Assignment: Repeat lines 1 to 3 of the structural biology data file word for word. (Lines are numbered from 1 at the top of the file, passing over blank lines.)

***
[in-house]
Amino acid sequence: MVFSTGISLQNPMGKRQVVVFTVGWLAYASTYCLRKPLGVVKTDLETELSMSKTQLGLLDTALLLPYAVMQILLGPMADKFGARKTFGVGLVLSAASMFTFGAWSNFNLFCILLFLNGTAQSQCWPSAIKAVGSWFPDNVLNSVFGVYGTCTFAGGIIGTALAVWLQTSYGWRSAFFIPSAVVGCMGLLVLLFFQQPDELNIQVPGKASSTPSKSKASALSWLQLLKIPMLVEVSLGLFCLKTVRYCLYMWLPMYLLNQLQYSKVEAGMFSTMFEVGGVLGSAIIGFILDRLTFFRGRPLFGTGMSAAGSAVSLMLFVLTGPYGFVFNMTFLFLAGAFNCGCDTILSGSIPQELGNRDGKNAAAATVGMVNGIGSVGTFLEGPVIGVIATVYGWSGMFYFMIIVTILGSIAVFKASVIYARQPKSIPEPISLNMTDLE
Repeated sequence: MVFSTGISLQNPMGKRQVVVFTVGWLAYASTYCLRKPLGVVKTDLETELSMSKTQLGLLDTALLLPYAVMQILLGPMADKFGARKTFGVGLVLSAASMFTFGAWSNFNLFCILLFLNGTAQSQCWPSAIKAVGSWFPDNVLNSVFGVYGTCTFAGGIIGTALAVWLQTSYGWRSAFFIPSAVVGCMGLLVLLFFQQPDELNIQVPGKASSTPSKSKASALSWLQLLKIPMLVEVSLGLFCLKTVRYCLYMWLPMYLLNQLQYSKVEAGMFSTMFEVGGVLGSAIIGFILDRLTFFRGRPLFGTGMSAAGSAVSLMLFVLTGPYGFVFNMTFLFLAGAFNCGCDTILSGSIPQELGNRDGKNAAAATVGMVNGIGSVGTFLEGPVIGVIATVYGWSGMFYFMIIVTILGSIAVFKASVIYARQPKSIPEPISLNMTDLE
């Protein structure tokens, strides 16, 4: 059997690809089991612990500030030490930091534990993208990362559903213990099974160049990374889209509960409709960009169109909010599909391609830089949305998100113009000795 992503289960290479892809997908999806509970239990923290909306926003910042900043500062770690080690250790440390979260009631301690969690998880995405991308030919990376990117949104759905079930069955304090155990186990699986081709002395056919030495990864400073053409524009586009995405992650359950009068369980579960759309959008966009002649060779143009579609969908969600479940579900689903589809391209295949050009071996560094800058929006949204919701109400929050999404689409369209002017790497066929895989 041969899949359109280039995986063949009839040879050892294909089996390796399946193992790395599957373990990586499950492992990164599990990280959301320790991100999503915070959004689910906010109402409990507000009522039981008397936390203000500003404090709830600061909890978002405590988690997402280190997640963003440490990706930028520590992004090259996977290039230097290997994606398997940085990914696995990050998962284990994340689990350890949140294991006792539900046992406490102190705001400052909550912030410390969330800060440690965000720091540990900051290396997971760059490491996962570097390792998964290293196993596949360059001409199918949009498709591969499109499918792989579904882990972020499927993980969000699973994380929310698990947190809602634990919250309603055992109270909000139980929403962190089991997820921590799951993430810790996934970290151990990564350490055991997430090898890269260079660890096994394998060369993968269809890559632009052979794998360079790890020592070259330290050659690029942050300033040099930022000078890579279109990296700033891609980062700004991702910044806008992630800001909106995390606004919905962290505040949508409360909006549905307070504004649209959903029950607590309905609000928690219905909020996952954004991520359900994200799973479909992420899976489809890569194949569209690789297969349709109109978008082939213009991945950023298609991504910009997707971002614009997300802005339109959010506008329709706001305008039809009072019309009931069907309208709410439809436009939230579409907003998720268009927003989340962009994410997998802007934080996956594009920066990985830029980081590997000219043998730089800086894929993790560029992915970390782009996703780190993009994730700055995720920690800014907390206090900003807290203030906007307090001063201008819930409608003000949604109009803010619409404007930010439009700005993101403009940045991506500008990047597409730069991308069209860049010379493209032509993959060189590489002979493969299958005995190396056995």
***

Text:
[in-house]
Amino acid sequence: MVFSTGISLQNPMGKRQVVVFTVGWLAYASTYCLRKPLGVVKTDLETELSMSKTQLGLLDTALLLPYAVMQILLGPMADKFGARKTFGVGLVLSAASMFTFGAWSNFNLFCILLFLNGTAQSQCWPSAIKAVGSWFPDNVLNSVFGVYGTCTFAGGIIGTALAVWLQTSYGWRSAFFIPSAVVGCMGLLVLLFFQQPDELNIQVPGKASSTPSKSKASALSWLQLLKIPMLVEVSLGLFCLKTVRYCLYMWLPMYLLNQLQYSKVEAGMFSTMFEVGGVLGSAIIGFILDRLTFFRGRPLFGTGMSAAGSAVSLMLFVLTGPYGFVFNMTFLFLAGAFNCGCDTILSGSIPQELGNRDGKNAAAATVGMVNGIGSVGTFLEGPVIGVIATVYGWSGMFYFMIIVTILGSIAVFKASVIYARQPKSIPEPISLNMTDLE
Repeated sequence: MVFSTGISLQNPMGKRQVVVFTVGWLAYASTYCLRKPLGVVKTDLETELSMSKTQLGLLDTALLLPYAVMQILLGPMADKFGARKTFGVGLVLSAASMFTFGAWSNFNLFCILLFLNGTAQSQCWPSAIKAVGSWFPDNVLNSVFGVYGTCTFAGGIIGTALAVWLQTSYGWRSAFFIPSAVVGCMGLLVLLFFQQPDELNIQVPGKASSTPSKSKASALSWLQLLKIPMLVEVSLGLFCLKTVRYCLYMWLPMYLLNQLQYSKVEAGMFSTMFEVGGVLGSAIIGFILDRLTFFRGRPLFGTGMSAAGSAVSLMLFVLTGPYGFVFNMTFLFLAGAFNCGCDTILSGSIPQELGNRDGKNAAAATVGMVNGIGSVGTFLEGPVIGVIATVYGWSGMFYFMIIVTILGSIAVFKASVIYARQPKSIPEPISLNMTDLE